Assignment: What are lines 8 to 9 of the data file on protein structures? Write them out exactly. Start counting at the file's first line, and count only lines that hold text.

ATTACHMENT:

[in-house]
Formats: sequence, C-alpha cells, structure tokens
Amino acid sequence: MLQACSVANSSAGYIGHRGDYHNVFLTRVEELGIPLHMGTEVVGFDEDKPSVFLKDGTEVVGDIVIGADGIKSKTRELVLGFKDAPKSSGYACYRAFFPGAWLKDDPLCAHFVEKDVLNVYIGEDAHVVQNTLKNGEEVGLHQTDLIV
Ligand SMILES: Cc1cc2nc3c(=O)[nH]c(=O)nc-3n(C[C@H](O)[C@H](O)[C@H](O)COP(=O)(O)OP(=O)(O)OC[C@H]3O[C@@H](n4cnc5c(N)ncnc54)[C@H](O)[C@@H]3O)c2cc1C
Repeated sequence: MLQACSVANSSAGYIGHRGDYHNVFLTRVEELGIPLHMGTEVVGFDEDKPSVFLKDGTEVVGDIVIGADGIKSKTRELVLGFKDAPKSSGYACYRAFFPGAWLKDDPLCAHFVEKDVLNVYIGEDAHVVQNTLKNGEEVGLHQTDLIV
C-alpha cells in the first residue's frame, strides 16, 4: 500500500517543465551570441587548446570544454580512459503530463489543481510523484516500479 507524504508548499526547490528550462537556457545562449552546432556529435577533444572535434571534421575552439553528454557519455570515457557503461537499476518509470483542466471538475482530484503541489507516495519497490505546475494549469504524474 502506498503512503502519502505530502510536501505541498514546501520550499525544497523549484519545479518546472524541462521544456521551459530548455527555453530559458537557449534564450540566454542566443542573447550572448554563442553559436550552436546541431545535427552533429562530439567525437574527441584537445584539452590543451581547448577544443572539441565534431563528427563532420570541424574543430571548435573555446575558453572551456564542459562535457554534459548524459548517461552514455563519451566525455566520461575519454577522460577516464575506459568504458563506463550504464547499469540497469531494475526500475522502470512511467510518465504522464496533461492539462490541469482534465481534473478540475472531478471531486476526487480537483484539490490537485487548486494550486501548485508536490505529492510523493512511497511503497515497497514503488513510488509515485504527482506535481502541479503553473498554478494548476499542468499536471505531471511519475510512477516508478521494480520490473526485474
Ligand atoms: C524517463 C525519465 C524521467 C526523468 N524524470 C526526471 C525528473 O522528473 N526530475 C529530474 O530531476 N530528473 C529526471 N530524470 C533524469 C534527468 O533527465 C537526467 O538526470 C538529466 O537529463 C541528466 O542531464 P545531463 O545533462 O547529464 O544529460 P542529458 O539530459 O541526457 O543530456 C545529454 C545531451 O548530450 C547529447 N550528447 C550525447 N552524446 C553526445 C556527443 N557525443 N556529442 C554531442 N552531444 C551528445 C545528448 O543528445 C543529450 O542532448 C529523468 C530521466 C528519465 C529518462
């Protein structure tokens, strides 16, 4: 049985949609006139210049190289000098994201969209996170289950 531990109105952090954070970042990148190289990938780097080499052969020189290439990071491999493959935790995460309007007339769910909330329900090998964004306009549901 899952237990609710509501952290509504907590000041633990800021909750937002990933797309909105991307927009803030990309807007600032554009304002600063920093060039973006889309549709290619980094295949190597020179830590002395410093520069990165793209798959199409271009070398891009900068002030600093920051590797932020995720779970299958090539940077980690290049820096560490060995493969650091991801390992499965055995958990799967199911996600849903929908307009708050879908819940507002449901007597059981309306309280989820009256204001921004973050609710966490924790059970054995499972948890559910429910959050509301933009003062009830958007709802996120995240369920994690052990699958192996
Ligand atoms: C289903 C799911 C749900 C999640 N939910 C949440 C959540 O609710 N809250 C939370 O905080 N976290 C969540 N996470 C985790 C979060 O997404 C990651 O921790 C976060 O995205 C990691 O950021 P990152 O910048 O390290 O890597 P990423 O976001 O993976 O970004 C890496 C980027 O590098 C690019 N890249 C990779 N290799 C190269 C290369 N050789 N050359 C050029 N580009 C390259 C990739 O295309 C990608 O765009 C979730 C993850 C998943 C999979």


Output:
């Protein structure tokens, strides 16, 4: 049985949609006139210049190289000098994201969209996170289950 531990109105952090954070970042990148190289990938780097080499052969020189290439990071491999493959935790995460309007007339769910909330329900090998964004306009549901 899952237990609710509501952290509504907590000041633990800021909750937002990933797309909105991307927009803030990309807007600032554009304002600063920093060039973006889309549709290619980094295949190597020179830590002395410093520069990165793209798959199409271009070398891009900068002030600093920051590797932020995720779970299958090539940077980690290049820096560490060995493969650091991801390992499965055995958990799967199911996600849903929908307009708050879908819940507002449901007597059981309306309280989820009256204001921004973050609710966490924790059970054995499972948890559910429910959050509301933009003062009830958007709802996120995240369920994690052990699958192996
Ligand atoms: C289903 C799911 C749900 C999640 N939910 C949440 C959540 O609710 N809250 C939370 O905080 N976290 C969540 N996470 C985790 C979060 O997404 C990651 O921790 C976060 O995205 C990691 O950021 P990152 O910048 O390290 O890597 P990423 O976001 O993976 O970004 C890496 C980027 O590098 C690019 N890249 C990779 N290799 C190269 C290369 N050789 N050359 C050029 N580009 C390259 C990739 O295309 C990608 O765009 C979730 C993850 C998943 C999979």